Return to Amherst-Pelham schools in limbo amid union-schools disconnect

Staff Writer
Published: 11/19/2020 9:54:55 PM
Modified: 11/19/2020 9:54:44 PM

AMHERST — Students in Amherst and Pelham’s elementary schools, and in the Amherst-Pelham regional schools, are continuing entirely remote instruction as uncertainty remains about whether discussions centered on returning to the buildings will resume between the School Committee and the teachers union.

Any decision to return to in-person education will come from the Joint Labor Management Safety Committee, which was supposed to meet Nov. 13. But that meeting was cut short when representatives from the Amherst Pelham Education Association opted not to participate.

Students have been taught remotely for most of the fall semester, with in-person instruction lasting less than two weeks before health metrics, established in a memorandum of agreement over the summer, triggered the return to remote instruction on Oct. 26.

The teachers union and School Committee had set a seven-day weighted case rate in the region of 28 per 100,000 people as the threshold for prompting a meeting on returning to remote instruction. That weighted case rate, as of Wednesday, stood at 151.4 per 100,000 people.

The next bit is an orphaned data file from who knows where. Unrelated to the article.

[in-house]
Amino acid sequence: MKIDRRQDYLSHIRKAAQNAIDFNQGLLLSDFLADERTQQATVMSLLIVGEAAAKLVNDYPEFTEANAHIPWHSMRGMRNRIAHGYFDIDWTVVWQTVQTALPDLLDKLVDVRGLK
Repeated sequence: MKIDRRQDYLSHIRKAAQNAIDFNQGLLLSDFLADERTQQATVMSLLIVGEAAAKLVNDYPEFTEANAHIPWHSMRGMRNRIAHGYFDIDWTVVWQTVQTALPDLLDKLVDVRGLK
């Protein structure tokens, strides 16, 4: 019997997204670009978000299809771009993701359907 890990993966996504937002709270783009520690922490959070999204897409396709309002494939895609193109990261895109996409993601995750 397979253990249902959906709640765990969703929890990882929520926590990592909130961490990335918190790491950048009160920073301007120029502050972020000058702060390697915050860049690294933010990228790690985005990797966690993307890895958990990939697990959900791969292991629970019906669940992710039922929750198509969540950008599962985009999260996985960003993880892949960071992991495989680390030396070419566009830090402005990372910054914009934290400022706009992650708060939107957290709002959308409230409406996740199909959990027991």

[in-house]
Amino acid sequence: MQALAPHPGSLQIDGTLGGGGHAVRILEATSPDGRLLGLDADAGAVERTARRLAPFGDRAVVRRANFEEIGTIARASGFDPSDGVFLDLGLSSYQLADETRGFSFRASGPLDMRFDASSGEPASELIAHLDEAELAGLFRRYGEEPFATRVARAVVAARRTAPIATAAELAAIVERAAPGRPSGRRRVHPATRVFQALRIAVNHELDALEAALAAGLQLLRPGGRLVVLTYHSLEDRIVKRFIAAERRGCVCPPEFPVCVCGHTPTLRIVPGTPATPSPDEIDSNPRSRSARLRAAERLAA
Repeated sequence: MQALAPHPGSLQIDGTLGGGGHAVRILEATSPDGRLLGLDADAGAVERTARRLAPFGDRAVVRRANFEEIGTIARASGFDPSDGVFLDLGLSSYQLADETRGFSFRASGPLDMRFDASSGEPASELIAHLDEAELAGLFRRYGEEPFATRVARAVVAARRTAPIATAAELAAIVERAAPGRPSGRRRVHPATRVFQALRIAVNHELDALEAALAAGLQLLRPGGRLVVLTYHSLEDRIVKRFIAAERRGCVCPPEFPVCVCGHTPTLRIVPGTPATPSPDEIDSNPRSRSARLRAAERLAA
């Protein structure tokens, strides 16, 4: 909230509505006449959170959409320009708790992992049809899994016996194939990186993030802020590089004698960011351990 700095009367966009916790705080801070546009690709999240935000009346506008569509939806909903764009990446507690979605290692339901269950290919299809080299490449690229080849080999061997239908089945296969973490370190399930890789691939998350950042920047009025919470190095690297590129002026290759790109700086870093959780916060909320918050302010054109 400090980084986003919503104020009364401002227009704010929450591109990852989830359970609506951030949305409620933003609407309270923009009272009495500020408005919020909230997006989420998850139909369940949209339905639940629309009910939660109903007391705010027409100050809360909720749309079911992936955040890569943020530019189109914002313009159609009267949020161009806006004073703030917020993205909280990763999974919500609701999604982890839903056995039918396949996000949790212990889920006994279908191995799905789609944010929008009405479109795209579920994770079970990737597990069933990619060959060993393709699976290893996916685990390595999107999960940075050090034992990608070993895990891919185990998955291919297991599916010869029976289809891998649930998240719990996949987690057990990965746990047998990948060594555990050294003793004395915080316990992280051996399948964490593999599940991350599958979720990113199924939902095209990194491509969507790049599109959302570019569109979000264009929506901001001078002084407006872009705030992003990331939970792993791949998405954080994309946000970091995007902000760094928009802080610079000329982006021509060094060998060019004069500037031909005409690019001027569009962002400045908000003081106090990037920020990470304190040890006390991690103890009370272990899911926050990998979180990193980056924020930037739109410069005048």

Despite the high COVID-19 case numbers, a group of parents has pushed for finding a way to get students back into the classrooms.

On Tuesday, the executive board of the Amherst Pelham Education Association issued a statement about its reasoning for not participating in the last safety panel meeting. It cited what it called a unilateral decision to change the format by having School Committee members replace Superintendent Michael Morris on the joint committee, and also a move to add Amherst’s health director to the mix.

And though the union acknowledges its support for transparency, it was concerned about broadcasting these meetings, and possibly discussing individual education plans, or IEPs.

“Before meetings are held in public, all members of the committee need to have a clear understanding of how this will work and how confidentiality will be preserved, not only of staff, but of students with IEPs for whom confidentiality is a legal requirement,” the union wrote.

In addition, the union noted it had asked the School Committee to postpone the safety panel meeting until there was clarity on its form and setting: “Although they received notice prior to the agenda being set or public notice sent out, they decided to meet anyway.”

Scott Merzbach can be reached at

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